Building The Steak and Egg Special

For the men stationed in New Guinea during 1942 and 1943, a variety of fresh food was not easy to come by. There were plenty of coconuts, although the men grew tired of eating them, and the occasional banana, but no other fresh fruits or vegetables. Whatever came through was canned. By the end of 1942, they decided that they had had enough of the canned fruits and vegetables and began working on their own plane that would ferry fresh food from Australia.

This plane, an A-20, was being built from scrapped pieces by T/Sgt. Kip Hawkins and a few other mechanics from the 89th Bomb Squadron. The fuselage was taken from LITTLE HELLION, which belly-landed on November 1, 1942, and the wing sections from THE COMET, which was scrapped after the nose wheel collapsed while the plane was being towed on December 15, 1942.

Wings for THE "STEAK & EGG" SPECIAL

An A-20 named THE COMET was scrapped after its nose gear collapsed. The wings from the aircraft were taken and propped up on barrels, ready for a new fuselage of the aircraft that would become THE “STEAK & EGG” SPECIAL.

 

THE "STEAK & EGG" SPECIAL's new fuselage

Here, the scrapped fuselage from the A-20 formerly known as LITTLE HELLION is being slid between the waiting wings propped up on barrels.

It was a slow reconstruction that lasted all of January 1943, as the mechanics had to go through a lot of scrap piles around Port Moresby for various parts. At one point, a wing that was propped up on barrels fell right on the head of a mechanic. Luckily, he escaped without serious injury. Soon enough, the fuselage was slid between the wings and the aircraft was put together. The A-20, now named THE “STEAK & EGG” SPECIAL, was christened with eggs on February 4th.

THE "STEAK & EGG" SPECIAL christening

T/Sgt. Clifton H. Hawkins and Cpl. Schraam sit in the A-20 after its dedication on February 4, 1943. Notice the splattered egg above the name.

Given the nature of how this A-20 came to exist, there were a few mechanical problems to work out. Once fixed though, the aircraft regularly made trips from Port Moresby to Australia. The Squadron enjoyed the fresh food and meat immensely. In August, the paint was stripped and the aircraft was renamed STEAK & EGGS, then later STEAK AND EGGS (without the ampersand). On June 11, 1944, STEAK AND EGGS was low on fuel when it flew into bad weather. Both factors led to a forced landing on an Australian beach and the subsequent end of the aircraft. No one was seriously injured in the landing. Parts of the aircraft were salvaged, with the rest still on the beach today.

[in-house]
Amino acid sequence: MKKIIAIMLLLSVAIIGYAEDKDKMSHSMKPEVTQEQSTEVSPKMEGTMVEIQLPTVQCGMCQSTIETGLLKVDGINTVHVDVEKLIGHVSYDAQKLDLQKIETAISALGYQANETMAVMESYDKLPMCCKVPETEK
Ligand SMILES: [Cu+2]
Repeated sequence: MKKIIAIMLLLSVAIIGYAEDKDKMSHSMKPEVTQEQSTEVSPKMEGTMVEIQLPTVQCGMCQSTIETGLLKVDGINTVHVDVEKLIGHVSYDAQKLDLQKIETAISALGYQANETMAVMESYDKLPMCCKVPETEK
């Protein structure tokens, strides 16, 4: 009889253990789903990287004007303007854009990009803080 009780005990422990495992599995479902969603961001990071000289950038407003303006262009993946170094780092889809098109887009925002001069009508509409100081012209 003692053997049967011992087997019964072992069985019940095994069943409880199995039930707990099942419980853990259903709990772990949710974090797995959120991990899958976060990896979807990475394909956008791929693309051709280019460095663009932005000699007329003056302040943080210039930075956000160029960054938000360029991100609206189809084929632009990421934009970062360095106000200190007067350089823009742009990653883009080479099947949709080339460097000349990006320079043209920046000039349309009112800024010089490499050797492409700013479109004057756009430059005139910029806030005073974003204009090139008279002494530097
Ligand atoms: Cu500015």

Read more about the missions of this aircraft, including a stories from a veteran who flew the plane, at Australia @ War.

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50 thoughts on “Building The Steak and Egg Special

  1. A really excellent story! Somebody should go and get the few bits that remain to put them in a museum. It would be a pity if they just melted away after such a heroic career.

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  2. Delightful story. They did better than soldiers of Union in Civil War. Unless they looted farms they had hardtack and potted meat in cans which the corrupt manufacturers “stretched” with sawdust.

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  3. Excellent insight into the ingenuity back in those days, those foodstuffs were valuable.
    I recall the Americans had Milk and Ice Cream flights into Vietnam daily, ironic how the needs change as war becomes more technological. Cheers.

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  4. Genius!!! I have to tell you, GP, that Jamie had to do a term paper on WW2 and it was supposed to be min. 5 paragraphs long with 5 works cited. Jamie’s was 8 pages/19 works cited. You should have seen the teacher’s face when he turned it in! LOL!!!

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  5. Talk about ingenious creativity solving a problem that would seem at first glance insurmountable. Your writing is always worth reading.

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    • Thank you very much! And it sounds like they had to get pretty creative once in awhile to find solutions to various problems. It wasn’t always easy to get things in a timely fashion. Other units would just use an old plane for a “fat cat” (or one would mysteriously disappear from the roster), but this way is much more interesting.

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  6. So great you’ve written these stories to share and if you have grandchildren – they will know. My father in law worked in B-29, my husband was crew chief on b52’s. My dad was in the Navy and was at Bikini Atoll for all three atomic bomb testing. How I wish he had written his stories. Keep writing!
    Jeanne

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  7. Pingback: International Historical Research Associates | Putting Together The Steak and Egg Special

  8. Pingback: Looking Back at Our Top Posts of 2016 | IHRA

  9. Pingback: Repost: Building the Steak and Eggs Special | IHRA

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